|by Sean O'Neill||New York City, Airfares & Flying, Innovations, Questions and Opinions||89|
Trash LaGuardia and rebuild it.
That's what Chris Ward, the Port Authority chief, said recently. Ward's agency oversees the airport, and he thinks it can't cope with modern demands.
Ward said, "LaGuardia should not be the gateway for domestic fliers into New York City. He added that the airport "should fundamentally be torn down and rebuilt."
Good news: Three months ago, the Port Authority approved a $40 million contract to plan a re-design for the airport's largest terminal.
LaGuardia's delays make everyone in the country late. About 30 out of every 100 flights out of this airport were delayed last year, with effects rippling across the nation.
LaGuardia's terminals are chaotic, dirty, and over-burdened, especially when compared to Terminal 5* at JFK, JetBlue's recently renovated space.
Pilots hate LaGuardia, too: Says one, after a typical take-off:
The taxiways are asphalt so the plane sinks every time we stop. 40% power on one engine won't move the plane, so we have to gun it. Every plane is shaking every other plane trying to get going. They land on a crossing runway and with the IFR spacing restrictions, takeoffs happen half as often as normal.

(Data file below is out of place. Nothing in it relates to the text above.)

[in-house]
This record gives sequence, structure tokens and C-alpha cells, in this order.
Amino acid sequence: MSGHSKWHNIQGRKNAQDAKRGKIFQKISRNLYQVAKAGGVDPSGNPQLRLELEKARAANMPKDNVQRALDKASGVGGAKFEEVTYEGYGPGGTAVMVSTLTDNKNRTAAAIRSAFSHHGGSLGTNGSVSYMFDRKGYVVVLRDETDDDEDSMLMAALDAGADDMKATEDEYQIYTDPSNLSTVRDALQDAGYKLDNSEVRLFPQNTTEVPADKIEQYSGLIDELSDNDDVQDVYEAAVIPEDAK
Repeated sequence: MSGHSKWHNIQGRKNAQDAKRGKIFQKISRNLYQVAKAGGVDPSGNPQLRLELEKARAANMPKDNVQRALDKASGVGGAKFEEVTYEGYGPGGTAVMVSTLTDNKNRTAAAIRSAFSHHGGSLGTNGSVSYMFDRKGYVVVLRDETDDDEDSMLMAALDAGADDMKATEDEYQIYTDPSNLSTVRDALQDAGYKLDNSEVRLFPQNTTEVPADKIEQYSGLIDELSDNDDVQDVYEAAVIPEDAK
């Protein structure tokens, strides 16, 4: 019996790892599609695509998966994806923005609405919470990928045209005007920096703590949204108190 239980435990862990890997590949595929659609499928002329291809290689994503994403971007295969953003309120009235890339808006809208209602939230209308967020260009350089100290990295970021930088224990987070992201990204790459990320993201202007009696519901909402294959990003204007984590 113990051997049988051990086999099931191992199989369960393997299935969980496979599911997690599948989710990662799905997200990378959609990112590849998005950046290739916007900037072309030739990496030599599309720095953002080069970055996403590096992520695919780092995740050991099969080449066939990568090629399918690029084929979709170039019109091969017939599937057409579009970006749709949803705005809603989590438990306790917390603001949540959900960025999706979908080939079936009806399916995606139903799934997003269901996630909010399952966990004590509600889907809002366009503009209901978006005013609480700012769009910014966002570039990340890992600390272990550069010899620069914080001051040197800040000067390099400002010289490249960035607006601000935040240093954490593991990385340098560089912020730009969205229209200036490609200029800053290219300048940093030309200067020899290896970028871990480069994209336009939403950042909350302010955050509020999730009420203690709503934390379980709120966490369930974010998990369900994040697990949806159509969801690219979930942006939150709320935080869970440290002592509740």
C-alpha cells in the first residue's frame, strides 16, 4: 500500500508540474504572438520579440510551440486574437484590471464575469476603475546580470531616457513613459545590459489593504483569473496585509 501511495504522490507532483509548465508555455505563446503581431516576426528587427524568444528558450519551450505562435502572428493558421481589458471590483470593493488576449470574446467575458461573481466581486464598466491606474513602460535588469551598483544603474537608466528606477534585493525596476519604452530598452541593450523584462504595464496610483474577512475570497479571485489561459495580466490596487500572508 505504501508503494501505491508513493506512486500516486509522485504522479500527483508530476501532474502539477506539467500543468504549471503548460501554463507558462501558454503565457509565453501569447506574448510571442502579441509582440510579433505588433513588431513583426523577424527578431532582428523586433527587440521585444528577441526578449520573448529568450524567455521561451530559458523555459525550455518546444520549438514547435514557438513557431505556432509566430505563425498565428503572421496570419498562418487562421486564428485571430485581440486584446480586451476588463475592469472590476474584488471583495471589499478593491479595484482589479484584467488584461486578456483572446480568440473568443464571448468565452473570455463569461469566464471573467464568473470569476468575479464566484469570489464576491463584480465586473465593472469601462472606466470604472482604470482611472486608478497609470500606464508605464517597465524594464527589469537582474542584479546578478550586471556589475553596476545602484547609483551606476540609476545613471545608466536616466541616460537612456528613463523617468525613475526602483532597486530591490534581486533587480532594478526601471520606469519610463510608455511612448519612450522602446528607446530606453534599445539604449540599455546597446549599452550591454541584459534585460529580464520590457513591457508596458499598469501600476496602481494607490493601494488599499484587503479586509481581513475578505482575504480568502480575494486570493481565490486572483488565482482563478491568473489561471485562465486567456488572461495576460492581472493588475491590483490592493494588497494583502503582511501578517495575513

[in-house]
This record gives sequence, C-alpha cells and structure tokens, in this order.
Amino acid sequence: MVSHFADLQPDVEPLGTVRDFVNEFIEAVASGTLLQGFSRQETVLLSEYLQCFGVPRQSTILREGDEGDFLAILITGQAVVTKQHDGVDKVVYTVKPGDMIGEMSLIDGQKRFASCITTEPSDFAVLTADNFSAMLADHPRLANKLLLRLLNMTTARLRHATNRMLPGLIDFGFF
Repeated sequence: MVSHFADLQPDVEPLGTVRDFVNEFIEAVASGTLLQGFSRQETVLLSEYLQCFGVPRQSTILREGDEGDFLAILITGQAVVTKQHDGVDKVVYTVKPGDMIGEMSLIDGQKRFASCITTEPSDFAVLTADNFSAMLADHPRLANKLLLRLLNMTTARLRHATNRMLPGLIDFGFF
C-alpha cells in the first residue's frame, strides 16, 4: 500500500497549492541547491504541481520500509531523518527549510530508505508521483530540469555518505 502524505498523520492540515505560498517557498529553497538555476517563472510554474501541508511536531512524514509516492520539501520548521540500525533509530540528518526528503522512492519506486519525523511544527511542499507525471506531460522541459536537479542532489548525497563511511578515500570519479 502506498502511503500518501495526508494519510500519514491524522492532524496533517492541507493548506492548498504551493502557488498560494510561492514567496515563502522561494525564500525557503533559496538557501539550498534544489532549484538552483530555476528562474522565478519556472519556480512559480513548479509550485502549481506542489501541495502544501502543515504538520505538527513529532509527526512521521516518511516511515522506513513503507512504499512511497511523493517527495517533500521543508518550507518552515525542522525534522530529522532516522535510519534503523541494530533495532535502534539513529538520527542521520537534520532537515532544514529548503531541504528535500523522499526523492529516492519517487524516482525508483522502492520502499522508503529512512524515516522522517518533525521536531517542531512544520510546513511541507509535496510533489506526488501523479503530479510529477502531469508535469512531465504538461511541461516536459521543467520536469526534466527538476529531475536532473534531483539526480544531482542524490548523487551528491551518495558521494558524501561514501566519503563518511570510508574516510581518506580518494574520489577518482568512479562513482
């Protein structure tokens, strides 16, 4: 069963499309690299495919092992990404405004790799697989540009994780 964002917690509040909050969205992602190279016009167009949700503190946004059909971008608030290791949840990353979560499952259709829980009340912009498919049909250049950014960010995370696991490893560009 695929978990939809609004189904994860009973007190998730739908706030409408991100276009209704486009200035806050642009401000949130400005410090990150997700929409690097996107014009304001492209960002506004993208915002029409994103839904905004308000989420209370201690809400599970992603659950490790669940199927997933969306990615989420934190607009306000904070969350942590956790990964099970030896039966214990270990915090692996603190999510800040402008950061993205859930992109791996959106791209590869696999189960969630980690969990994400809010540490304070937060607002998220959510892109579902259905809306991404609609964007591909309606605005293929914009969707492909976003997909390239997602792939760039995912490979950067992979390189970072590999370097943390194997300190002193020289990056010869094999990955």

Why would rebuilding LaGuardia be good for the city? New York City could become a global showcase for transport. Redesigned runways would be safer and more efficient. Easy-to-understand, speedy rail links into Manhattan, would allow visitors to hop trains and shuttles that run into the wee hours. The city could exploit its position between China and Europe and create an infrastructure to support a truly 24-hour airport for a truly 24-hour city. It would make a positive first impression on visitors.
Yet a wholesale rebuild isn't likely given our financial crisis. The Port Authority is low on cash, partly because the federal government puts limits on the so-called passenger facility charges that are added to plane tickets and are currently $4.50 per passenger, according to the Federal Aviation Administration's site.
One solution: Privatize the airport. A private firm might much more quickly hand out the contracts to cutting edge design and architecture and engineering firms, reinventing LaGuardia more cheaply.
What do you think? Should LaGuardia—invented as part of F.D.R.'s New Deal for about $600 million in today's dollars—be re-built from scratch, in phases? Or should we make do with what we have, which has been working well enough?
Post updated on May 12 to add the quote from the pilot.
CORRECTION: Post updated on May 14 to correct the name of JetBlue's JFK Terminal. Sorry.